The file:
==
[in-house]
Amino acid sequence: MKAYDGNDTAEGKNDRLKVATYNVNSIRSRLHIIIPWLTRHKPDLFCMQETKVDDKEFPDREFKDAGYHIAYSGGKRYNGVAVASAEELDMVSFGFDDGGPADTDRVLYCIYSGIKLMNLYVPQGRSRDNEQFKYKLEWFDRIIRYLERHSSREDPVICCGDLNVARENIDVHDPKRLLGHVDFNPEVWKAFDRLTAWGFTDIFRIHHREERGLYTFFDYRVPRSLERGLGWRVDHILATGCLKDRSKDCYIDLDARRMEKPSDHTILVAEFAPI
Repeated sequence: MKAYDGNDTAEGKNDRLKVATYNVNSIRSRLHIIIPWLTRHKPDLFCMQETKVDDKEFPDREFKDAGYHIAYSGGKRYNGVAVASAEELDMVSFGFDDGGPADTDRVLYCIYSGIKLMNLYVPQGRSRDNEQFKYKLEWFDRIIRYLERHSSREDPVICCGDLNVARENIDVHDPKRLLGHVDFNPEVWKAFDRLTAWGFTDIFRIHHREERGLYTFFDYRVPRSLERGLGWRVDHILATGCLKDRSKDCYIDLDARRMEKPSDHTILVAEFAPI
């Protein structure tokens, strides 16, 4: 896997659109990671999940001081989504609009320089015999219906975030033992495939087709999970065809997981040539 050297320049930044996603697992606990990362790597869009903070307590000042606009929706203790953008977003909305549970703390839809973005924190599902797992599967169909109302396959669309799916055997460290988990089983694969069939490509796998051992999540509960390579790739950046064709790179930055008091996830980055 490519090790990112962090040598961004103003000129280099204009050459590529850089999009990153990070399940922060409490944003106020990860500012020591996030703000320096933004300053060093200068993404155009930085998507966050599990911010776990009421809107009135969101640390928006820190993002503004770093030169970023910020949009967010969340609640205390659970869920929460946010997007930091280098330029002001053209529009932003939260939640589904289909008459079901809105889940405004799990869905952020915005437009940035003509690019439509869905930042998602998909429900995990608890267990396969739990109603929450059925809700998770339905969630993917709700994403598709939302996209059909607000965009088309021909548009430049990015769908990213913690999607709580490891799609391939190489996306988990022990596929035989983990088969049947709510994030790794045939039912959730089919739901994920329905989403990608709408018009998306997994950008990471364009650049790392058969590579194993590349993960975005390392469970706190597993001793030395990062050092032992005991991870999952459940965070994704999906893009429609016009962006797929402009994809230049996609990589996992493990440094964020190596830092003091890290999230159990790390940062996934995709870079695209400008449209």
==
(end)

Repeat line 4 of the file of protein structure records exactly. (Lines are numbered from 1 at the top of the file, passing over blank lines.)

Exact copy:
């Protein structure tokens, strides 16, 4: 896997659109990671999940001081989504609009320089015999219906975030033992495939087709999970065809997981040539 050297320049930044996603697992606990990362790597869009903070307590000042606009929706203790953008977003909305549970703390839809973005924190599902797992599967169909109302396959669309799916055997460290988990089983694969069939490509796998051992999540509960390579790739950046064709790179930055008091996830980055 490519090790990112962090040598961004103003000129280099204009050459590529850089999009990153990070399940922060409490944003106020990860500012020591996030703000320096933004300053060093200068993404155009930085998507966050599990911010776990009421809107009135969101640390928006820190993002503004770093030169970023910020949009967010969340609640205390659970869920929460946010997007930091280098330029002001053209529009932003939260939640589904289909008459079901809105889940405004799990869905952020915005437009940035003509690019439509869905930042998602998909429900995990608890267990396969739990109603929450059925809700998770339905969630993917709700994403598709939302996209059909607000965009088309021909548009430049990015769908990213913690999607709580490891799609391939190489996306988990022990596929035989983990088969049947709510994030790794045939039912959730089919739901994920329905989403990608709408018009998306997994950008990471364009650049790392058969590579194993590349993960975005390392469970706190597993001793030395990062050092032992005991991870999952459940965070994704999906893009429609016009962006797929402009994809230049996609990589996992493990440094964020190596830092003091890290999230159990790390940062996934995709870079695209400008449209």